Purpose: To determine the improvement of radiologist efficiency and performance in the detection of bone metastases at serial follow- up computed tomography (CT) by using a temporal subtraction (TS) technique based on an advanced nonrigid image registration algorithm. Materials and Methods: This retrospective study was approved by the institutional review board, and informed consent was waived. CT image pairs (previous and current scans of the torso) in 60 patients with cancer (primary lesion location: prostate, n = 14; breast, n = 16; lung, n = 20; liver, n = 10) were included. These consisted of 30 positive cases with a total of 65 bone metastases depicted only on current images and confirmed by two radiologists who had access to additional imaging examinations and clinical courses and 30 matched negative control cases (no bone metastases). Previous CT images were semiautomatically registered to current CT images by the algorithm, and TS images were created. Seven radiologists independently interpreted CT image pairs to identify newly developed bone metastases without and with TS images with an interval of at least 30 days. Jackknife free-response receiver operating characteristics (JAFROC) analysis was conducted to assess observer performance. Reading time was recorded, and usefulness was evaluated with subjective scores of 1-5, with 5 being extremely useful and 1 being useless. Significance of these values was tested with the Wilcoxon signed-rank test. Results: The subtraction images depicted various types of bone metastases (osteolytic, n = 28; osteoblastic, n = 26; mixed osteolytic and blastic, n = 11) as temporal changes. The average reading time was significantly reduced (384.3 vs 286.8 seconds; Wilcoxon signed rank test, P = .028). The average figure-of-merit value increased from 0.758 to 0.835; however, this difference was not significant (JAFROC analysis, P = .092). The subjective usefulness survey response showed a median score of 5 for use of the technique (range, 3-5). Conclusion: TS images obtained from serial CT scans using nonrigid registration successfully depicted newly developed bone metastases and showed promise for their efficient detection.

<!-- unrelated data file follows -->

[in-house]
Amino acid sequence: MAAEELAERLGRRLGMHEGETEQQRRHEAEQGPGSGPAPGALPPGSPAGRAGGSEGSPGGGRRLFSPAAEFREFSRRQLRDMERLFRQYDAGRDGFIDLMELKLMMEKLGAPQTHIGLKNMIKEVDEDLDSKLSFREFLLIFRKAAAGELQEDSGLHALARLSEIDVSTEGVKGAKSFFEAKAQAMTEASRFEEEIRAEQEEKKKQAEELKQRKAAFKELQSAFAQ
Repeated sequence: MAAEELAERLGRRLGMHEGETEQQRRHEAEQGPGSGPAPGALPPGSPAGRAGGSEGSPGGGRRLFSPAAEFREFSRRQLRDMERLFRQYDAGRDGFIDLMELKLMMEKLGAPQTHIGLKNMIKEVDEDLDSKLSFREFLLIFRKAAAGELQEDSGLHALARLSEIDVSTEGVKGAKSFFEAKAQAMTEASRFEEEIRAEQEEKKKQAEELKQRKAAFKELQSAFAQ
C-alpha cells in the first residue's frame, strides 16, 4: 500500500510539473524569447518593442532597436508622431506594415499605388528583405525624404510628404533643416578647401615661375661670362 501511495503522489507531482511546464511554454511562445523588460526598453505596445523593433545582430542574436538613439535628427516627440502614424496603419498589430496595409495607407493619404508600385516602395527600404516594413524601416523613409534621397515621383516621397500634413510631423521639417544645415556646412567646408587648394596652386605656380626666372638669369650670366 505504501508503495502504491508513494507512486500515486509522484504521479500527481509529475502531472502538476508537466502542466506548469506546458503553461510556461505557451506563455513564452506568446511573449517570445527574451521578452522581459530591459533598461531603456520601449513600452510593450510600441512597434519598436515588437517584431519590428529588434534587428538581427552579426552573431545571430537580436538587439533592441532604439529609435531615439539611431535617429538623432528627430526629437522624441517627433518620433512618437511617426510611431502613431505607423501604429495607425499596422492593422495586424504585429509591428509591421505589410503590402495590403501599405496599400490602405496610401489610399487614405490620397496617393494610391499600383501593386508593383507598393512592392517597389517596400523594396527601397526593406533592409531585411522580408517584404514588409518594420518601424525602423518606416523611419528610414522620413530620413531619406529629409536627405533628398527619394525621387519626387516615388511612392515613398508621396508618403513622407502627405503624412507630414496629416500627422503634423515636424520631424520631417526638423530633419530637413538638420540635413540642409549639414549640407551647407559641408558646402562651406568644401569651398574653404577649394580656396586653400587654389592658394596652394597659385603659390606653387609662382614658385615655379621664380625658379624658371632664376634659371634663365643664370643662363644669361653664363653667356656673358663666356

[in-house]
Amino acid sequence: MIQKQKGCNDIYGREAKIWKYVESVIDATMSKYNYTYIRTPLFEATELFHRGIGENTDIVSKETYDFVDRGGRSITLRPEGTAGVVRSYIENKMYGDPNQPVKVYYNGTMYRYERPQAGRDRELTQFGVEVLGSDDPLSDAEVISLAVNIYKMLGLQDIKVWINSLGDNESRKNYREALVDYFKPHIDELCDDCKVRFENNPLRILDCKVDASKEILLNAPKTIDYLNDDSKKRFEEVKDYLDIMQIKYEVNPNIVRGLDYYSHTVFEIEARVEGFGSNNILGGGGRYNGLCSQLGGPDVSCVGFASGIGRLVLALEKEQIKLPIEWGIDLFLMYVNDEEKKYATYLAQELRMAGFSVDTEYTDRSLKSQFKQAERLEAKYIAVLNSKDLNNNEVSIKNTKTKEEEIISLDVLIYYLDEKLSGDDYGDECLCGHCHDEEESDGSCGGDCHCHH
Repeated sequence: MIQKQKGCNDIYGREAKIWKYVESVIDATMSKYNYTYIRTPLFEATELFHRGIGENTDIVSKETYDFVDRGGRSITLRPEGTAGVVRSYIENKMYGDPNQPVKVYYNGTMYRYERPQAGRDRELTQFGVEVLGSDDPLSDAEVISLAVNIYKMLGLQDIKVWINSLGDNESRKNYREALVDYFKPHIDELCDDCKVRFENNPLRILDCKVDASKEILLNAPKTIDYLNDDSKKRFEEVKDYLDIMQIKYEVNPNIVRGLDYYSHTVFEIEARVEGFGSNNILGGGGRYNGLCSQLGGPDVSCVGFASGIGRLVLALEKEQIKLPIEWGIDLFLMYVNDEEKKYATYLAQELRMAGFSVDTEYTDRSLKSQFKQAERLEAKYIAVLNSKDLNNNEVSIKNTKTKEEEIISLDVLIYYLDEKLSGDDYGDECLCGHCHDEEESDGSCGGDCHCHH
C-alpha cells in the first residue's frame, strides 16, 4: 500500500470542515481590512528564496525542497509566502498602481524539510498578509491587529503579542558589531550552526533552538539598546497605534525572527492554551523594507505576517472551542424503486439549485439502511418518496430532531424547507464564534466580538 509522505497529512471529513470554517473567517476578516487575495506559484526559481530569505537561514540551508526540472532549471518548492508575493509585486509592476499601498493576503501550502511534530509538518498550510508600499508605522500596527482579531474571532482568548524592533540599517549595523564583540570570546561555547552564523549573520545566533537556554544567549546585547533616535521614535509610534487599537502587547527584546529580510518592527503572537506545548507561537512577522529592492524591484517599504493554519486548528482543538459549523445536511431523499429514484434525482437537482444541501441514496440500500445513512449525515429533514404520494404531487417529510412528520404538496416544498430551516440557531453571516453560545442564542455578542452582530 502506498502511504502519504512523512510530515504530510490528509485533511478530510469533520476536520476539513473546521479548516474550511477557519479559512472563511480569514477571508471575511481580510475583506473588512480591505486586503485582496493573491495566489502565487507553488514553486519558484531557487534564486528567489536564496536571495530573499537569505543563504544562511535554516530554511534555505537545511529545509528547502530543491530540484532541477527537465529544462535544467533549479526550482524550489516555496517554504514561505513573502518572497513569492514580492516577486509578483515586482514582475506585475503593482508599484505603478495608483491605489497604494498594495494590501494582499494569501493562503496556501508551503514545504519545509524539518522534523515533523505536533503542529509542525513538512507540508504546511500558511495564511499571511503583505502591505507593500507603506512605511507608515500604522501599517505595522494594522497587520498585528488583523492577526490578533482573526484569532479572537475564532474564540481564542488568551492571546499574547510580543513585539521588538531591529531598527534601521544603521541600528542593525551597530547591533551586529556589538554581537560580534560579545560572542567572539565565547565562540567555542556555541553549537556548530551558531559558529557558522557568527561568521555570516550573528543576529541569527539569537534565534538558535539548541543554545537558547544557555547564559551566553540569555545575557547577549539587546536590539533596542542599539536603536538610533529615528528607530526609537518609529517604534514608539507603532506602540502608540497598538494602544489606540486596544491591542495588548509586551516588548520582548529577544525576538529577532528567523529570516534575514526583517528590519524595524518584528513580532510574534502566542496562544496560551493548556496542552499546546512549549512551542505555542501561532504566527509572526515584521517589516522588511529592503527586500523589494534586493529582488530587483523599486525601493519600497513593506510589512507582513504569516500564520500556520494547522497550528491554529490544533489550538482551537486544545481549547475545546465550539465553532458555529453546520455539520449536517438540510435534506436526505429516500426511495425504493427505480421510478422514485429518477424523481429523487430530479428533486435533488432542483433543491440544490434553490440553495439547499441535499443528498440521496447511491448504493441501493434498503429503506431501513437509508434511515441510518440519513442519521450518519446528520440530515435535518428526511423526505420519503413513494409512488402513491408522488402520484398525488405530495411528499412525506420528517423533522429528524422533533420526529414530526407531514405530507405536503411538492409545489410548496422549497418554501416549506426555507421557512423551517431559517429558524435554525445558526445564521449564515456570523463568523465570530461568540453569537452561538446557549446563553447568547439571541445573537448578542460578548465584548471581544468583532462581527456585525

ASJC Scopus subject areas
- Radiology Nuclear Medicine and imaging